Earlier this week, I read two landmark court cases, Mount Laurel 1 and Mount Laurel 2. These cases were about discriminatory zoning that affected low-income families who needed affordable housing. To make a long story short, the town said, “If you can’t afford to live here, leave the town” and the government said “you can’t do that, you must provide” a “realistic opportunity” for housing for low income families.
I think these two cases could be considered civil rights cases because the right to affordable housing should be a civil right. The definition of a civil right is the rights of citizens to political and social freedom and equality.
In these cases, the people who were affected were some of the same people advocating for civil rights in the ’50s and ’60s. Poor people and black people have been denied so much, and all they want is to get the things everyone else has.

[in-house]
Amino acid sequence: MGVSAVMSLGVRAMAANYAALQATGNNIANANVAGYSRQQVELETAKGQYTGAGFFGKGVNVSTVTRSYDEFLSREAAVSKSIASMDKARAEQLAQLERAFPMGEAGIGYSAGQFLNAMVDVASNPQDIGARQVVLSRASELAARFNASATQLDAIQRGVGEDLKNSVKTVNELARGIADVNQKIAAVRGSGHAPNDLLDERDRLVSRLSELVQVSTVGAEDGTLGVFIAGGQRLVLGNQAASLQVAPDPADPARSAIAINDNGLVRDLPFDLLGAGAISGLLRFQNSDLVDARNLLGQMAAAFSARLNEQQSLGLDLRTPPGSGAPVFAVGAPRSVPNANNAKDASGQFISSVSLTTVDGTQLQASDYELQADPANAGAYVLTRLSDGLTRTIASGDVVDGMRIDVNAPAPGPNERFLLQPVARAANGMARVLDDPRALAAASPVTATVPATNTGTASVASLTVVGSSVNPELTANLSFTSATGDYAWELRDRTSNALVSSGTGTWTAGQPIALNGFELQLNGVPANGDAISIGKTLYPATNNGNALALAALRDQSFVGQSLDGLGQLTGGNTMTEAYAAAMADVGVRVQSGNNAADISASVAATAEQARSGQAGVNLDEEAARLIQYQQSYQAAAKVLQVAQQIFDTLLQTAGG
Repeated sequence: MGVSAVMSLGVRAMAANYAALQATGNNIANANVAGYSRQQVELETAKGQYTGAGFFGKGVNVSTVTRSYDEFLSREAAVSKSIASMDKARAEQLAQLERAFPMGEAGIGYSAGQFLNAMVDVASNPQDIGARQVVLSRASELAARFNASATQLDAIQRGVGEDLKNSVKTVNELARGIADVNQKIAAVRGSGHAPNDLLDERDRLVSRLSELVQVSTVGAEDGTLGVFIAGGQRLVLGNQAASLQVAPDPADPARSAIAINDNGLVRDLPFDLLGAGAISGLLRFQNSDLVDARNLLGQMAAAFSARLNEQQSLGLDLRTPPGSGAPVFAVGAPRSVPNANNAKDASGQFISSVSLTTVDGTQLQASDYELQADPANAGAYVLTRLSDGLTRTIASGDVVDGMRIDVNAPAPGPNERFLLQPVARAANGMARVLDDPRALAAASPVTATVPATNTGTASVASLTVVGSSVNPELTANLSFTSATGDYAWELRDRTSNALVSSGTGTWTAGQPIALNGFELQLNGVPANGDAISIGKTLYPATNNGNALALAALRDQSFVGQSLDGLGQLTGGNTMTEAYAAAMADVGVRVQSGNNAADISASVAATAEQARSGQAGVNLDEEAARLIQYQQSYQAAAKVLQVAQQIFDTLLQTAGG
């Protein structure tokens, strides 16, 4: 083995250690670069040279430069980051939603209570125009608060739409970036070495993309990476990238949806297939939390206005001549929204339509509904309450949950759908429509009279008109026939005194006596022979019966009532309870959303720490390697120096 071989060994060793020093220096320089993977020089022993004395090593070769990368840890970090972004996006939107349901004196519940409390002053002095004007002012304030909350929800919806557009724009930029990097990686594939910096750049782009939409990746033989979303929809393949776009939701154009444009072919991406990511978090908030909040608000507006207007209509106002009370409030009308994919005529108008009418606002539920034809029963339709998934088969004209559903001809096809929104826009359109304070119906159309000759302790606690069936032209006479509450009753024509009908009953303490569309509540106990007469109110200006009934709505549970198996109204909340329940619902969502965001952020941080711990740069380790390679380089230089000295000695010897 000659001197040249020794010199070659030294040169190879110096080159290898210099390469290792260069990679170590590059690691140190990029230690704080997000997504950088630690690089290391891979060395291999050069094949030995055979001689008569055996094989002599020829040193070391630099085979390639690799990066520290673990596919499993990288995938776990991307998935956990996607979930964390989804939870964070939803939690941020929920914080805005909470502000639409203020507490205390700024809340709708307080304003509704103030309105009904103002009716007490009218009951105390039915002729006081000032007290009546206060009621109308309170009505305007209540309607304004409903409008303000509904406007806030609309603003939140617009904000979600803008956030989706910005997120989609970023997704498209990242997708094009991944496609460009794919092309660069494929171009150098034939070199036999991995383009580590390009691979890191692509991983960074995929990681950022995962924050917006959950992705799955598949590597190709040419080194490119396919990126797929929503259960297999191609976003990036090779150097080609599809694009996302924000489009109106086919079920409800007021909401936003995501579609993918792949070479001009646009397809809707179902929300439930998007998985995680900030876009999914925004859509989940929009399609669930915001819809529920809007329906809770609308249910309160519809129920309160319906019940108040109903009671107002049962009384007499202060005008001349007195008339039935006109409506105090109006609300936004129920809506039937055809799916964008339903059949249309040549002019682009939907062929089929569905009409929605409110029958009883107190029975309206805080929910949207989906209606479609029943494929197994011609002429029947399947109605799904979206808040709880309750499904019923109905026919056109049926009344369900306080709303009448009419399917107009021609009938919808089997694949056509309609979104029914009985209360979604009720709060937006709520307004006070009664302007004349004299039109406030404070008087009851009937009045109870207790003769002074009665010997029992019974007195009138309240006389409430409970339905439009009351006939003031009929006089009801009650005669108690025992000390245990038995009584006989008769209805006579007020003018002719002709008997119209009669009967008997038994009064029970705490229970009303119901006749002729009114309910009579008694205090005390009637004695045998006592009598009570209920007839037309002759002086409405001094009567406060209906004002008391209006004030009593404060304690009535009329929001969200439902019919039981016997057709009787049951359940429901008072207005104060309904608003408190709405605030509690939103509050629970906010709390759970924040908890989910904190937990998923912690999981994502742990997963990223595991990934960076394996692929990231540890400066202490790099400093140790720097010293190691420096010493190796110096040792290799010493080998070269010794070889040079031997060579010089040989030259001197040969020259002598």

To them, it’s a civil right issue.
I believe housing is a civil right, or at least it’s a human right because housing is essential to survival. Without housing, people are left on the streets, or if housing isn’t affordable then other things must be sacrificed.
Now you must ask yourself, “Do you think housing is a social political freedom?” To be honest, housing doesn’t meet that criteria, but it is essential. As a country, we must find a way to give people equal opportunities to housing. I’m not saying that everyone should have the same house, but they should have equal opportunities to get housing that fits their needs.
By Donald Scott